Peter is filled with the joy of the Spirit! Peter is happy! Are we not just as happy when Jesus comes to visit us through his grace? Or when we approach the altar to receive the Body of Christ? Truly, Peter is at the summit of happiness, to the point that he no longer knows what he says: "... not knowing what he said." On the day of Pentecost, during the feast of Tabernacles, Peter will once again seem almost insane with joy through the anointing of the Holy Spirit who will have just entered him. People will even think that Peter and the apostles are drunk: "They are filled with new wine." (Acts 2:13) Indeed, they had drunk of the wine of the Spirit!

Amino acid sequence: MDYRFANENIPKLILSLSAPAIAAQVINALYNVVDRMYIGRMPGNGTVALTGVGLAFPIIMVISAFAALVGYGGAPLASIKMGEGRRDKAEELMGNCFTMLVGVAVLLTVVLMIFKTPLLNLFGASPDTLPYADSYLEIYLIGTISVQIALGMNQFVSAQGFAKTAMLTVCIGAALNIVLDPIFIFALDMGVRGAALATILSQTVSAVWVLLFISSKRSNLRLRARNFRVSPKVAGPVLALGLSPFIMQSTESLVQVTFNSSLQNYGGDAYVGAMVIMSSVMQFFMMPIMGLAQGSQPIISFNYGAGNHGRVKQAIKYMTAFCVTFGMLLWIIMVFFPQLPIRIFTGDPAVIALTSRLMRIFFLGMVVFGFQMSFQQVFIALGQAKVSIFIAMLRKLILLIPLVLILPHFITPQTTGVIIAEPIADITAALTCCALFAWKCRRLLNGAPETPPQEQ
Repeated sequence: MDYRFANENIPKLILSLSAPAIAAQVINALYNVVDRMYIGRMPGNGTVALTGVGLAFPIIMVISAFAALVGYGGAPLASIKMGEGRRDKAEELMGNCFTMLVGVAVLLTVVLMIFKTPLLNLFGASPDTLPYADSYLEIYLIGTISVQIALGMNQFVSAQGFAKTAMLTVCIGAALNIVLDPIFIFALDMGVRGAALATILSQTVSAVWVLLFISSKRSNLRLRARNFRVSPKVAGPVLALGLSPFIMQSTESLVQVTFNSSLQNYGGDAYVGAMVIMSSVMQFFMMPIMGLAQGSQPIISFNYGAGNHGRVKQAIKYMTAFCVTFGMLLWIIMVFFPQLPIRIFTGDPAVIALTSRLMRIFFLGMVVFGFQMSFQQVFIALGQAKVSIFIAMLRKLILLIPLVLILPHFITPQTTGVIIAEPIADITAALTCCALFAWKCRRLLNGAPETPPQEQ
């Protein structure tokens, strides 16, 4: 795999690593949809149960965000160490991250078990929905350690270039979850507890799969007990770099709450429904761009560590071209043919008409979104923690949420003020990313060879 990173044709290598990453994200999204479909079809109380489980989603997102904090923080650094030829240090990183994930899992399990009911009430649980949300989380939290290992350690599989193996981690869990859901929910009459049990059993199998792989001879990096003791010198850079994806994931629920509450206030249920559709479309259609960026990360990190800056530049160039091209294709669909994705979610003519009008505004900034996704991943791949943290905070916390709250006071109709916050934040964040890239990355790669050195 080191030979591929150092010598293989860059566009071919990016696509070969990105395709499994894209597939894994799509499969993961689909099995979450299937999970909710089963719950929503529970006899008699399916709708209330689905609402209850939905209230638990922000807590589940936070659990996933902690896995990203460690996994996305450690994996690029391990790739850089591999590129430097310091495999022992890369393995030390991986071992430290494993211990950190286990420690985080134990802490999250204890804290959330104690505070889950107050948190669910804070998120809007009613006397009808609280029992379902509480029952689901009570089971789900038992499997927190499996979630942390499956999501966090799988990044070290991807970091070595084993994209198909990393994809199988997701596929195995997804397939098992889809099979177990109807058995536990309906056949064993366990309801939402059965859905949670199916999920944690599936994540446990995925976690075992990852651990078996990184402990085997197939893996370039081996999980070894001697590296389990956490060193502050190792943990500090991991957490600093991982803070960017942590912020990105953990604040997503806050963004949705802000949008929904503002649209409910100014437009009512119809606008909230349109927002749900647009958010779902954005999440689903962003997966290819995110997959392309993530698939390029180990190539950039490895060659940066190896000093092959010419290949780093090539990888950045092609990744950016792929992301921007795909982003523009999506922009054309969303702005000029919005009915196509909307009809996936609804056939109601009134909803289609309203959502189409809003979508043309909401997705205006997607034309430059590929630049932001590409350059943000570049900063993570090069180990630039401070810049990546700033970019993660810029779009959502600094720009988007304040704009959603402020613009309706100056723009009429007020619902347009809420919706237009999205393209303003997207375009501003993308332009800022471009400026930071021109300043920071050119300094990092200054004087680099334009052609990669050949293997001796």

"As he said this, a cloud came and overshadowed them; and they were afraid as they entered the cloud. And a voice came out of the cloud, saying, 'This is my Son, my Chosen; listen to him!' And when the voice had spoken, Jesus was found alone."


Jesus, Moses and Elijah disappear in the cloud that covered them. Peter, John and James are frightened. But of what are the apostles really afraid? Of the cloud, or of the voice of the Father? In fact, both of these are a single Mystery: that of the New Covenant in Jesus the Son of God. The cloud makes the representatives of the Old Law - Moses and Elijah - disappear, in order to make way for the New Law in Jesus Christ. When the Father speaks, this is nothing other than the proclamation of the Good News, the Good News that lives in Jesus the Son of God. The cloud and the voice of the Father both lead to Jesus, and Jesus alone: "When the voice had spoken, Jesus was found alone."